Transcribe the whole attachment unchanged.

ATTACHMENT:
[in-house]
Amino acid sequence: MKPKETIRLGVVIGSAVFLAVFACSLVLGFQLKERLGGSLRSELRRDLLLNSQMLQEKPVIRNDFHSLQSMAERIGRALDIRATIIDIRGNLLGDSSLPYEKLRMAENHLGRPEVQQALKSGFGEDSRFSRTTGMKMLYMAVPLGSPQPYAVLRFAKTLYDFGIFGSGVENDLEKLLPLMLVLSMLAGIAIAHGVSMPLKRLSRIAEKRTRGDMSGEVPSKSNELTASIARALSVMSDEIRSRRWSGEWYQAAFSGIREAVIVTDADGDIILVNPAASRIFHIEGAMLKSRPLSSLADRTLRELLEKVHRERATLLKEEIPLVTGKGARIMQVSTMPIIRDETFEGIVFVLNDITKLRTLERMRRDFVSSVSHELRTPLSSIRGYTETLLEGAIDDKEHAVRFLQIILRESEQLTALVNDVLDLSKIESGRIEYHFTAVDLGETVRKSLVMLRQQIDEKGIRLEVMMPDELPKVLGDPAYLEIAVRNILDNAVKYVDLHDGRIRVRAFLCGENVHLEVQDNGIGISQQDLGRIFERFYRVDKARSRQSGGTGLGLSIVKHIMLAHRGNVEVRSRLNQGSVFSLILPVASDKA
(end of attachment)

[in-house]
Amino acid sequence: MKPKETIRLGVVIGSAVFLAVFACSLVLGFQLKERLGGSLRSELRRDLLLNSQMLQEKPVIRNDFHSLQSMAERIGRALDIRATIIDIRGNLLGDSSLPYEKLRMAENHLGRPEVQQALKSGFGEDSRFSRTTGMKMLYMAVPLGSPQPYAVLRFAKTLYDFGIFGSGVENDLEKLLPLMLVLSMLAGIAIAHGVSMPLKRLSRIAEKRTRGDMSGEVPSKSNELTASIARALSVMSDEIRSRRWSGEWYQAAFSGIREAVIVTDADGDIILVNPAASRIFHIEGAMLKSRPLSSLADRTLRELLEKVHRERATLLKEEIPLVTGKGARIMQVSTMPIIRDETFEGIVFVLNDITKLRTLERMRRDFVSSVSHELRTPLSSIRGYTETLLEGAIDDKEHAVRFLQIILRESEQLTALVNDVLDLSKIESGRIEYHFTAVDLGETVRKSLVMLRQQIDEKGIRLEVMMPDELPKVLGDPAYLEIAVRNILDNAVKYVDLHDGRIRVRAFLCGENVHLEVQDNGIGISQQDLGRIFERFYRVDKARSRQSGGTGLGLSIVKHIMLAHRGNVEVRSRLNQGSVFSLILPVASDKA